1961-1962. Yuri Gagarin was the first man into space. He was a Soviet. Alan Shepherd, Gus Grissom, and John Glenn soon follow. They were Americans, members of Project Mercury, the first human spaceflight program in the United States.
2010. The Mercury Café in Regina opens its doors. Outside on the roof there is a silver rocket. Inside there is décor of the 60’s, complete with paintings of rockets and astronauts mounted on the walls. The café colors are mainly red and silver, similar to many of the diners in the 1960’s.
The Mercury menu is deliciously 1961 -- Big fat juicy beef burgers with dill pickles cut in half, sliced tomatoes and shredded lettuce, plates of big fat fries with the right amount of crunch, and big thick chocolate milkshakes with thick straws in silver mugs.
It is Christmas Eve and I am woolgathering our gig debut at the Mercury Café. Each Friday night at 9:30 the Mercury Café converts into a bar. We played there from 9:30 ‘til 11:30 a couple of Fridays ago. As of late it has been bitterly cold in my marshmallow buskingdom of the Canadian Winter Wonderland, and so I booked an indoor gig at the Mercury Café.
Whenever I play indoors with just one or two other musicians, I do so under the nickname, Friday Harbor. (Friday Harbor is named after an American sea station where my daughter, Natika, had studied). This particular Friday Harbor was a boy-band scrabble: Hoe Down Eric with his fiddle, Surfer Nick with his acoustic, Bongo Baron with his cajon, and my thrumming self with the twelve-string. Nick and I prepared the song list from 60’s folk and rock charts, Johnny Cash to Bobby Dylan to Ian Tyson, and a dozen or so folk originals. We were hoping to appeal to the Mercury barflies, erroneously thinking they would be of the 60's zeitgeist ilk.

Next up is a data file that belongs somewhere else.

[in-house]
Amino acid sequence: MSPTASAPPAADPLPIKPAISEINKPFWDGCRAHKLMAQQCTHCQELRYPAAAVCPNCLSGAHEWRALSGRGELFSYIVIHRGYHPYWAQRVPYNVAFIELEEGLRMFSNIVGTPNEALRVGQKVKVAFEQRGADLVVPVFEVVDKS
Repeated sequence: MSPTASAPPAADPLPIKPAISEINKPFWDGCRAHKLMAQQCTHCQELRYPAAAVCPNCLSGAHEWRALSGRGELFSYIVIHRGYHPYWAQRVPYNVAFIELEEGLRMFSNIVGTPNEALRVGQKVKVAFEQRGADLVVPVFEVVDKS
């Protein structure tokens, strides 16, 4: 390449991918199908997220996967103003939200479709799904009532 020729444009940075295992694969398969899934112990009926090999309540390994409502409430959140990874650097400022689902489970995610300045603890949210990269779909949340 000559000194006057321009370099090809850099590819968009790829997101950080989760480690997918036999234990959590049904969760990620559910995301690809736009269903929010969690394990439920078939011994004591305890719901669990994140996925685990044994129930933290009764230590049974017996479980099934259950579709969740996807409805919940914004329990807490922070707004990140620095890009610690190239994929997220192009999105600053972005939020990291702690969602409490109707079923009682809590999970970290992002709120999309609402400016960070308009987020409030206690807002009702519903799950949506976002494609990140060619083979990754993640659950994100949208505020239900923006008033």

Performing at the Mercury Café was the tramontane of busking. As a practicing Buskologist I can state with authority: Milquetoast musicians do not busk; and only buskers who sea change into meshuggeners prosper on the bar stage. We galumphed into the Mercury Cafe at 9:30 in the evening, with zeroth being the number of times we had played in a bar. In daytime, the Mercury Café is a Cathedral area conversazione, filled with the chatter of university students, philosophers, and neo-beatniks. Come nighttime on Fridays, the Mercury Café transforms into a parley romance of guzzling, guffawing, and flirting.
The patrons in the parlour that night were noisy, yet gracious (they clapped after each of our forty some songs), and the Mercury staff was awesome (a special thank-you to Mikayla and Mike for their continuous all eve encouragement). Our Friday Harbor gig proved to be a worthwhile emprise, all of us hoping to replicate the performance sometime in the New Year.
Back to busking. In spite of the bitter weather, my frequent buskmate, Trent Leggott of Trent’s Guitar Studio, and I have decided to duo-banjitar busk for some social cause during this Christmastime. I am thinking, of course, for maybe the Canadian Mental Health Association, or the Schizophrenia Society of Saskatchewan, or SEARCH, or Phoenix Residential Society, or the Carmichael Outreach Center.
And to all buskers and consumers in every buskingdom on the planet …